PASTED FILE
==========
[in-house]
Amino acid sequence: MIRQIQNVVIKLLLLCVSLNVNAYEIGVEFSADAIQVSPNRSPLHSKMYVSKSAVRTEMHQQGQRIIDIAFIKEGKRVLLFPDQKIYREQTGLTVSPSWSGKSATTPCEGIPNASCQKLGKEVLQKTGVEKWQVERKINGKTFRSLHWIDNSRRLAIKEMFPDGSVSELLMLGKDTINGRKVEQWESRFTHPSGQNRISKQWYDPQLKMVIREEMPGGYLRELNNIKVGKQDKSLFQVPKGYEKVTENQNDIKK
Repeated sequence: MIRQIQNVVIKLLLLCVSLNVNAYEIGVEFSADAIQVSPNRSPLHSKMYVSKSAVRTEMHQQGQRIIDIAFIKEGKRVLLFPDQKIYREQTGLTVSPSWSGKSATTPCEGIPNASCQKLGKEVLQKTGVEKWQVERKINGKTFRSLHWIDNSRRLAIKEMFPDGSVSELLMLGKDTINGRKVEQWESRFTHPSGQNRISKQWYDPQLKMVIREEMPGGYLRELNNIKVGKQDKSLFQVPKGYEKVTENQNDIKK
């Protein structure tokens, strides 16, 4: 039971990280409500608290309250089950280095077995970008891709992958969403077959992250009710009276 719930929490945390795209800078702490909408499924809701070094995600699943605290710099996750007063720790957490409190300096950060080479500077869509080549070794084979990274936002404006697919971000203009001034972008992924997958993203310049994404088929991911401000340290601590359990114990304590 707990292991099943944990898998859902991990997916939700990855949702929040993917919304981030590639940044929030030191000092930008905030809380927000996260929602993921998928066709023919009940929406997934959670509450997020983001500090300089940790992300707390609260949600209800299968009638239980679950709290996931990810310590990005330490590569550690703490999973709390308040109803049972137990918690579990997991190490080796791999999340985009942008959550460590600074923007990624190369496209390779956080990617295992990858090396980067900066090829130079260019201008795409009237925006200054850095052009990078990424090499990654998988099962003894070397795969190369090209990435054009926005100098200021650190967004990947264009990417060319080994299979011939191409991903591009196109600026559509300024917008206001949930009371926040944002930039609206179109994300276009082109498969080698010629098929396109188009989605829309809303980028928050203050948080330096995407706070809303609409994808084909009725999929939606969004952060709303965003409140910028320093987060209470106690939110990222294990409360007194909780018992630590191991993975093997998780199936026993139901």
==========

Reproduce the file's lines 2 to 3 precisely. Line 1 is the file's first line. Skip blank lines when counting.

Amino acid sequence: MIRQIQNVVIKLLLLCVSLNVNAYEIGVEFSADAIQVSPNRSPLHSKMYVSKSAVRTEMHQQGQRIIDIAFIKEGKRVLLFPDQKIYREQTGLTVSPSWSGKSATTPCEGIPNASCQKLGKEVLQKTGVEKWQVERKINGKTFRSLHWIDNSRRLAIKEMFPDGSVSELLMLGKDTINGRKVEQWESRFTHPSGQNRISKQWYDPQLKMVIREEMPGGYLRELNNIKVGKQDKSLFQVPKGYEKVTENQNDIKK
Repeated sequence: MIRQIQNVVIKLLLLCVSLNVNAYEIGVEFSADAIQVSPNRSPLHSKMYVSKSAVRTEMHQQGQRIIDIAFIKEGKRVLLFPDQKIYREQTGLTVSPSWSGKSATTPCEGIPNASCQKLGKEVLQKTGVEKWQVERKINGKTFRSLHWIDNSRRLAIKEMFPDGSVSELLMLGKDTINGRKVEQWESRFTHPSGQNRISKQWYDPQLKMVIREEMPGGYLRELNNIKVGKQDKSLFQVPKGYEKVTENQNDIKK